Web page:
Python Scripting Guru?

PabloImpallari's picture

Hello there:

As there is nothing like Prepolator for PC....
I'm thinking of some kind of basic script to help PC users to prepare fonts for "mask to master" interpolation.

Nothing too complex, maybe something simple like this:

For each glyph in the current open font:
- Count number of points
- Count number of contours
- Save list as .txt file, or just output somewhere that can be copied and pasted.

So, we can run the script in 2 fonts, open the list in excel & quickly find the glyphs that needs more tunning to be compatible.
Can this be done? Where do I star looking for info to code this?

Thanks in advance.

blank's picture

Superpolator comes with a Fontlab/robofab script that does this. Superpolator does not deign to run on PCs, but you might be able to get Erik to license the script.

eigi's picture

You can use the robofab framework. A robofab glyph has a "isCompatible" method:


isCompatible(self, otherGlyph, report=True):
"""Return a bool value if the glyph is compatible with otherGlyph.With report = True, isCompatible will return a report of what's wrong. The interpolate method requires absolute equality between contour data. Absolute equality is preferred among component and anchor data, but it is NOT required. Interpolation between components and anchors will only deal with compatible data and incompatible data will be ignored. This method reflects this system."""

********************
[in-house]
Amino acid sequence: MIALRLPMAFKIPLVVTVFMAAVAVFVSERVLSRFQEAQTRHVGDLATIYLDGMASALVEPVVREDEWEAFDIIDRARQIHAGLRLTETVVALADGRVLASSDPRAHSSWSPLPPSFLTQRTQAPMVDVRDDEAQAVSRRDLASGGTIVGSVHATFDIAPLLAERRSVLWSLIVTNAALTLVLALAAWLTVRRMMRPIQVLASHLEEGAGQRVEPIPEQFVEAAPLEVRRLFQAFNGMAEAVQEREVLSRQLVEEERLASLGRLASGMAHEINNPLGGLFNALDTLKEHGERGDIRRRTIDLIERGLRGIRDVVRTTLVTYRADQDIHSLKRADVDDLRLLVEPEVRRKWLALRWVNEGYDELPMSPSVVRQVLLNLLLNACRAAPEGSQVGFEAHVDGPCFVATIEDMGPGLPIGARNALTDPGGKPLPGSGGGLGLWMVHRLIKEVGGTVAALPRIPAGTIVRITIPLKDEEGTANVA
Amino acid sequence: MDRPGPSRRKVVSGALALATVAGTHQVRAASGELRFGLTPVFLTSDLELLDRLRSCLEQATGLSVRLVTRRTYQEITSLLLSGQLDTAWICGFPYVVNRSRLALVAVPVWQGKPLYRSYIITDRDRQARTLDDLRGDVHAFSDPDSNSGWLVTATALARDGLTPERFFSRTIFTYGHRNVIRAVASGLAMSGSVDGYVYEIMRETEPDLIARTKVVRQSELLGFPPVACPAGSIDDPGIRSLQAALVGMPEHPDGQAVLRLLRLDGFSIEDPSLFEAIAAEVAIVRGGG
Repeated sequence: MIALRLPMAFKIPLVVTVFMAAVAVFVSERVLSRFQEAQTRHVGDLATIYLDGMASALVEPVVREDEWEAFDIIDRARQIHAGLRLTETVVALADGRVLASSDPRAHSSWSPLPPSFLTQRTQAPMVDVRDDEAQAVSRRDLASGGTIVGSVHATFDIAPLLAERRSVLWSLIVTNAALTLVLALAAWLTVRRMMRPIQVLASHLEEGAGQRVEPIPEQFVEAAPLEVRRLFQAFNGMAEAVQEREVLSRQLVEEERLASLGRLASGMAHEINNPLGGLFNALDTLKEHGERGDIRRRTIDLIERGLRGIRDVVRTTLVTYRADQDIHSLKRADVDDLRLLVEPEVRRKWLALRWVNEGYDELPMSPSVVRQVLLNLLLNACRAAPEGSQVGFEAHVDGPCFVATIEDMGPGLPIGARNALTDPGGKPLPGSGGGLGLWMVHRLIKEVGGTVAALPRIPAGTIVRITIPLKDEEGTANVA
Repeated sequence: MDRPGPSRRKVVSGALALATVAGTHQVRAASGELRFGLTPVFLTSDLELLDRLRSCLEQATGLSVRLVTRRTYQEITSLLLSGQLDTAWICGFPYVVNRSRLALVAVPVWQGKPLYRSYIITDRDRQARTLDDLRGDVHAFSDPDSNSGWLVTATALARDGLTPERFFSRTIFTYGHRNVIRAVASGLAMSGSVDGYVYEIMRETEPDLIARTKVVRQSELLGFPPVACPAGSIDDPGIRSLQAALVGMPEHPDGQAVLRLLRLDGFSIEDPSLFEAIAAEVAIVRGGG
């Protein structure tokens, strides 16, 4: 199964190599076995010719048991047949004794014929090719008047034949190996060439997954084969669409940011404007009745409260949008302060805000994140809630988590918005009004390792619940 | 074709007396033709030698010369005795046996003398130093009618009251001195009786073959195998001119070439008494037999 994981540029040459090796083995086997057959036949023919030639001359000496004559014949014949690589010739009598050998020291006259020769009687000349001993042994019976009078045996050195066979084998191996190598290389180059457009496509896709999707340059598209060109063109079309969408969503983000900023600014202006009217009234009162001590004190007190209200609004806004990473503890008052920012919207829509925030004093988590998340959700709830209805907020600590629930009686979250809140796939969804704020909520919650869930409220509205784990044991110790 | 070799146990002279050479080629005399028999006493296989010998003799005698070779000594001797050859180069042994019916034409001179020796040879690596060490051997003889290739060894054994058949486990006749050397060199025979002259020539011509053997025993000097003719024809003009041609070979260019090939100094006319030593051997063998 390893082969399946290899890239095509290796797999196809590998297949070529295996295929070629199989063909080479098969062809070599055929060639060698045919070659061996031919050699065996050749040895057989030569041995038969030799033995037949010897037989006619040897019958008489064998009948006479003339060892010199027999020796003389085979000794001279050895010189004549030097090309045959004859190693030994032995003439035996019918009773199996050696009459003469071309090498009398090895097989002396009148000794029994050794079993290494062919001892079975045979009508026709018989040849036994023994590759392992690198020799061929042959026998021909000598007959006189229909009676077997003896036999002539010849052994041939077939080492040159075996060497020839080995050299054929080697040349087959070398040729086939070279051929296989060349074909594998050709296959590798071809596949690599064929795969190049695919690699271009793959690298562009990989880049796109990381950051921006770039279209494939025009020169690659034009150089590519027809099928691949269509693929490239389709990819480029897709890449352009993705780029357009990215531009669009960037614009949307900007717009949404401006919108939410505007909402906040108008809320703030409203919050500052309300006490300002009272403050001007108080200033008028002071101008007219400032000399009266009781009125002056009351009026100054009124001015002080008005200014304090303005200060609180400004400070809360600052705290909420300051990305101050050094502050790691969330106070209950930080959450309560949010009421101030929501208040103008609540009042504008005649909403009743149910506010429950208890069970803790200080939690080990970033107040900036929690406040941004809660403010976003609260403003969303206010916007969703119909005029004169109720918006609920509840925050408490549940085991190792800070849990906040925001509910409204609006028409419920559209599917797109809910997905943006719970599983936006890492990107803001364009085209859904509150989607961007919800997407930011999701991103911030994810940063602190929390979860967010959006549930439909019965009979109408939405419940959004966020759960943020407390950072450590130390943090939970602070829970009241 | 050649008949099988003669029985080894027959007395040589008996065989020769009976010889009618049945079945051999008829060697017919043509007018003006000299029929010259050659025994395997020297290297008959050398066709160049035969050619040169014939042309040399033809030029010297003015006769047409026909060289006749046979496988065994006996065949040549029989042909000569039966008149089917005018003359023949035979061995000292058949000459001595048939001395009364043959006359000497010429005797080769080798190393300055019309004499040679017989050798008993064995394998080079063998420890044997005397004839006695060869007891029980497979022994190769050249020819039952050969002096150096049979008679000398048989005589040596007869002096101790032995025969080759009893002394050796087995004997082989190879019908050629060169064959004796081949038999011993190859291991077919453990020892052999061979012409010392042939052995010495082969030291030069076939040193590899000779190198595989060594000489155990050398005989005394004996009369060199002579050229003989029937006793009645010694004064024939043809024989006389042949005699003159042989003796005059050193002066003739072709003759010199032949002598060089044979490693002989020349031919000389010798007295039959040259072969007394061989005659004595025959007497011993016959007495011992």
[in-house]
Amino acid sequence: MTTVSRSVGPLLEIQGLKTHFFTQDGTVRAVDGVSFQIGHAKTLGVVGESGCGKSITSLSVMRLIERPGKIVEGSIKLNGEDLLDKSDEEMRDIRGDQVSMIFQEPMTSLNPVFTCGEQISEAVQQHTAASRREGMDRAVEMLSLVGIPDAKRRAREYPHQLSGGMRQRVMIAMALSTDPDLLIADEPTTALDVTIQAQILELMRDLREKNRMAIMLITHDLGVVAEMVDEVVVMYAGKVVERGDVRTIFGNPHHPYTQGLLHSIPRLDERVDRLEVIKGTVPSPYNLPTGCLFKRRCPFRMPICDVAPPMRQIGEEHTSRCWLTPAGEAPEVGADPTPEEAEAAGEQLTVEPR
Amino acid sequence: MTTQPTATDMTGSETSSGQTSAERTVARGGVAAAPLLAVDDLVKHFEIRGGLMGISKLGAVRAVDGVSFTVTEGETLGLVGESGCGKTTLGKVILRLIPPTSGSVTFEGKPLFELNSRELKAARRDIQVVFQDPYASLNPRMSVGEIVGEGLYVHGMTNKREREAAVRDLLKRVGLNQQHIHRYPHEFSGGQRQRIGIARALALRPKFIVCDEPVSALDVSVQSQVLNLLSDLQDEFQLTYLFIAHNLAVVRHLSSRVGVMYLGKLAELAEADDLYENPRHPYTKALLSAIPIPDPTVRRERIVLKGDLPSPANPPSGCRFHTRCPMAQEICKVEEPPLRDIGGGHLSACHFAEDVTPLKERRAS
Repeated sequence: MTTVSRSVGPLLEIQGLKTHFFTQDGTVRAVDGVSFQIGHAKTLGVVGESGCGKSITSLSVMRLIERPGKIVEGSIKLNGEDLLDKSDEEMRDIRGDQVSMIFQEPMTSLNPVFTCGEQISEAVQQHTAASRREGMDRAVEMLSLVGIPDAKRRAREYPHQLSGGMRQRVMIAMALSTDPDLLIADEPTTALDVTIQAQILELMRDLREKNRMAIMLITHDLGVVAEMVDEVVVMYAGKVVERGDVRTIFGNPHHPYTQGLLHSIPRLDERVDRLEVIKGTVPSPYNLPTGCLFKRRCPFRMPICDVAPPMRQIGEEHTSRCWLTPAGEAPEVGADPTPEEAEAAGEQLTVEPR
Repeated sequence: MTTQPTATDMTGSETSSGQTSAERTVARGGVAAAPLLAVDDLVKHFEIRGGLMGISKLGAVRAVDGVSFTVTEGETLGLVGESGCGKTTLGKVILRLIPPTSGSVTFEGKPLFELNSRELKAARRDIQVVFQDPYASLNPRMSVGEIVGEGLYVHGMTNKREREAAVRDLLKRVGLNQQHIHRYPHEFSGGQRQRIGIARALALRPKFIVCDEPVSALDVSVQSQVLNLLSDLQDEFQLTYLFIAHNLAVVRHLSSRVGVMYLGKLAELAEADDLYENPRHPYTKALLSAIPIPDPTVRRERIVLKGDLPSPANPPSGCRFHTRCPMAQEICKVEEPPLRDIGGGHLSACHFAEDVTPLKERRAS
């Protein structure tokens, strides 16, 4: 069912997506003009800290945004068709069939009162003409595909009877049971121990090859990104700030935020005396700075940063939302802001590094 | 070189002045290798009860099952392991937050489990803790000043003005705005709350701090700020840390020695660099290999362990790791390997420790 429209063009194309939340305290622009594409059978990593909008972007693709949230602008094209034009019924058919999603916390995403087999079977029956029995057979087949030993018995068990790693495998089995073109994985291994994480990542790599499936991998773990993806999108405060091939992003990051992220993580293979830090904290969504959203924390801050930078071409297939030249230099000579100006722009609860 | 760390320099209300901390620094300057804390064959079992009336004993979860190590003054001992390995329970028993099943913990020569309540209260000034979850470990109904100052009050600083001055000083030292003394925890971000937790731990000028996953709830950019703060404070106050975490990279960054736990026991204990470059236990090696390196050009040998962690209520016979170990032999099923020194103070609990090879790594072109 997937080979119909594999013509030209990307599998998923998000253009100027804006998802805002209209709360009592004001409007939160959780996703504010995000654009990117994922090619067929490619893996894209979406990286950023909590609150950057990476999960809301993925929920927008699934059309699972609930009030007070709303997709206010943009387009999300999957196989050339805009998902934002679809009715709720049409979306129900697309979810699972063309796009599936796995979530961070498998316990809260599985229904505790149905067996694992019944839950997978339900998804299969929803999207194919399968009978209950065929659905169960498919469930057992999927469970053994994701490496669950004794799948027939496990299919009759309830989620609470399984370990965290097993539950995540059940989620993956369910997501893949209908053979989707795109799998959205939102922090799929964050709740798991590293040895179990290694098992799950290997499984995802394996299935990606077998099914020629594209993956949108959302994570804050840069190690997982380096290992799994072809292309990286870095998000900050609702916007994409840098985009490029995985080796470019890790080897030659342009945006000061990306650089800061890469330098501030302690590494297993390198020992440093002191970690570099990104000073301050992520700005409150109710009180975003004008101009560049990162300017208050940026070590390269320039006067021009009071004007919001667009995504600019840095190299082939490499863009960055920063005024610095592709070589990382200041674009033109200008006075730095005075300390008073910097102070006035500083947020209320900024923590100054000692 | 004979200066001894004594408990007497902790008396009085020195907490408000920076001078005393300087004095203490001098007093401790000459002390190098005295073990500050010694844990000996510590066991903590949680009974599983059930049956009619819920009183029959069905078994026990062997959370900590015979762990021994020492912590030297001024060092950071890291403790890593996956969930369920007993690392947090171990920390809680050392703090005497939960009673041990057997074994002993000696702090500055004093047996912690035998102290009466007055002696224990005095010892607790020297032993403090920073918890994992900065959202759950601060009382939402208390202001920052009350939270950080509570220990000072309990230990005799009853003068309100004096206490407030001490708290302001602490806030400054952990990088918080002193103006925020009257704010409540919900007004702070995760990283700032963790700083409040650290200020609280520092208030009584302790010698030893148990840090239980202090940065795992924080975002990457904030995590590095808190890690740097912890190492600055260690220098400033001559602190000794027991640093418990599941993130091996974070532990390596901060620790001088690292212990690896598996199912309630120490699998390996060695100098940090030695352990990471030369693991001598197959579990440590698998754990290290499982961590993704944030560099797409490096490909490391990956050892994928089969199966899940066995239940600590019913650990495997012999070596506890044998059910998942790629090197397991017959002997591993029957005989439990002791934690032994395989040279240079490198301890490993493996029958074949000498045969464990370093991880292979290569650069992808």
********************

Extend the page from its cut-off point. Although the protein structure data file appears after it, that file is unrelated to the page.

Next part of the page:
... and it works on PC

Eigi

PabloImpallari's picture

Thanks Andreas, that's great!

Ramiro Espinoza's picture

from robofab.world import CurrentFont,CurrentGlyph
font = CurrentFont()

# make a list to collect your data
stuff = []

# naming attributes
stuff.append(font.info.fullName)
stuff.append('---------------------------------------------------------')

for glyph in font:
stuff.append(' ')
stuff.append(glyph.name)
stuff.append("(glyph has %d contour)" % len(glyph))
stuff.append('-------------------------------')

for contour in glyph:

#stuff.append(`contour`)

stuff.append(" This contour has %d segments" % len(contour.segments))

# make up a path where you want to save
# if you run this script in fontlab
# you need to provide a full path

import os.path
path = os.path.join( os.path.split(fl.font.file_name)[0] , "segmentos.txt")
f = open(path, 'w')
f.write("\r".join(stuff))
f.close

Ramiro Espinoza's picture

IMPORTANTE: cortar y pegar en FL y poner las indentaciones tal como muestra la imagen que adjunto (sino no anda).

PabloImpallari's picture

Thanks Ramiro!
Works great

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